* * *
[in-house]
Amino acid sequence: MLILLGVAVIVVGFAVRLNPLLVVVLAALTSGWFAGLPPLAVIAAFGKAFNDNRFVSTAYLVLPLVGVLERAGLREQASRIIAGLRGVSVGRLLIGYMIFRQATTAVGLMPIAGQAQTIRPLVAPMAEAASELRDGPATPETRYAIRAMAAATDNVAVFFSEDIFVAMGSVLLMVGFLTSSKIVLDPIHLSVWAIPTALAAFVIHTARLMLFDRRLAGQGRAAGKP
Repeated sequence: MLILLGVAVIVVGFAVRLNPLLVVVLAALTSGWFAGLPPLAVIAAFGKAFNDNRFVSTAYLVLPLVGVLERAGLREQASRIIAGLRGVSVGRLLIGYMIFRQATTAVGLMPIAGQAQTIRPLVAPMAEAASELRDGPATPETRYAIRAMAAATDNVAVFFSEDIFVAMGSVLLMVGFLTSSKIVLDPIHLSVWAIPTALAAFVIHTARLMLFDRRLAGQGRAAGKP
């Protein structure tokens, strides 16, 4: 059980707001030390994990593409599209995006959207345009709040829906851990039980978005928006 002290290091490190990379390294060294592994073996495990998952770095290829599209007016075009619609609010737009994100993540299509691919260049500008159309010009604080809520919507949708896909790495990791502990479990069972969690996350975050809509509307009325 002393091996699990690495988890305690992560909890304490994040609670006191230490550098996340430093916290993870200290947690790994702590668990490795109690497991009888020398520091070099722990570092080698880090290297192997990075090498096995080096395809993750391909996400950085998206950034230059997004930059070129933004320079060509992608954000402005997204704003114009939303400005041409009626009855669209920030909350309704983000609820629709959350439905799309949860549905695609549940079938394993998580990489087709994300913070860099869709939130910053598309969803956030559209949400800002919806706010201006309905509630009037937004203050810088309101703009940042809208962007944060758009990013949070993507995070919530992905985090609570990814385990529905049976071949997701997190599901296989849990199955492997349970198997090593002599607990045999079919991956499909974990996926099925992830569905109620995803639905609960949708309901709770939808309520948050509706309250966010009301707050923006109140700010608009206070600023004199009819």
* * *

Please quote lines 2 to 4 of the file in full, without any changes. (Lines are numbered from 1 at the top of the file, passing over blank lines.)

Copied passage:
Amino acid sequence: MLILLGVAVIVVGFAVRLNPLLVVVLAALTSGWFAGLPPLAVIAAFGKAFNDNRFVSTAYLVLPLVGVLERAGLREQASRIIAGLRGVSVGRLLIGYMIFRQATTAVGLMPIAGQAQTIRPLVAPMAEAASELRDGPATPETRYAIRAMAAATDNVAVFFSEDIFVAMGSVLLMVGFLTSSKIVLDPIHLSVWAIPTALAAFVIHTARLMLFDRRLAGQGRAAGKP
Repeated sequence: MLILLGVAVIVVGFAVRLNPLLVVVLAALTSGWFAGLPPLAVIAAFGKAFNDNRFVSTAYLVLPLVGVLERAGLREQASRIIAGLRGVSVGRLLIGYMIFRQATTAVGLMPIAGQAQTIRPLVAPMAEAASELRDGPATPETRYAIRAMAAATDNVAVFFSEDIFVAMGSVLLMVGFLTSSKIVLDPIHLSVWAIPTALAAFVIHTARLMLFDRRLAGQGRAAGKP
């Protein structure tokens, strides 16, 4: 059980707001030390994990593409599209995006959207345009709040829906851990039980978005928006 002290290091490190990379390294060294592994073996495990998952770095290829599209007016075009619609609010737009994100993540299509691919260049500008159309010009604080809520919507949708896909790495990791502990479990069972969690996350975050809509509307009325 002393091996699990690495988890305690992560909890304490994040609670006191230490550098996340430093916290993870200290947690790994702590668990490795109690497991009888020398520091070099722990570092080698880090290297192997990075090498096995080096395809993750391909996400950085998206950034230059997004930059070129933004320079060509992608954000402005997204704003114009939303400005041409009626009855669209920030909350309704983000609820629709959350439905799309949860549905695609549940079938394993998580990489087709994300913070860099869709939130910053598309969803956030559209949400800002919806706010201006309905509630009037937004203050810088309101703009940042809208962007944060758009990013949070993507995070919530992905985090609570990814385990529905049976071949997701997190599901296989849990199955492997349970198997090593002599607990045999079919991956499909974990996926099925992830569905109620995803639905609960949708309901709770939808309520948050509706309250966010009301707050923006109140700010608009206070600023004199009819």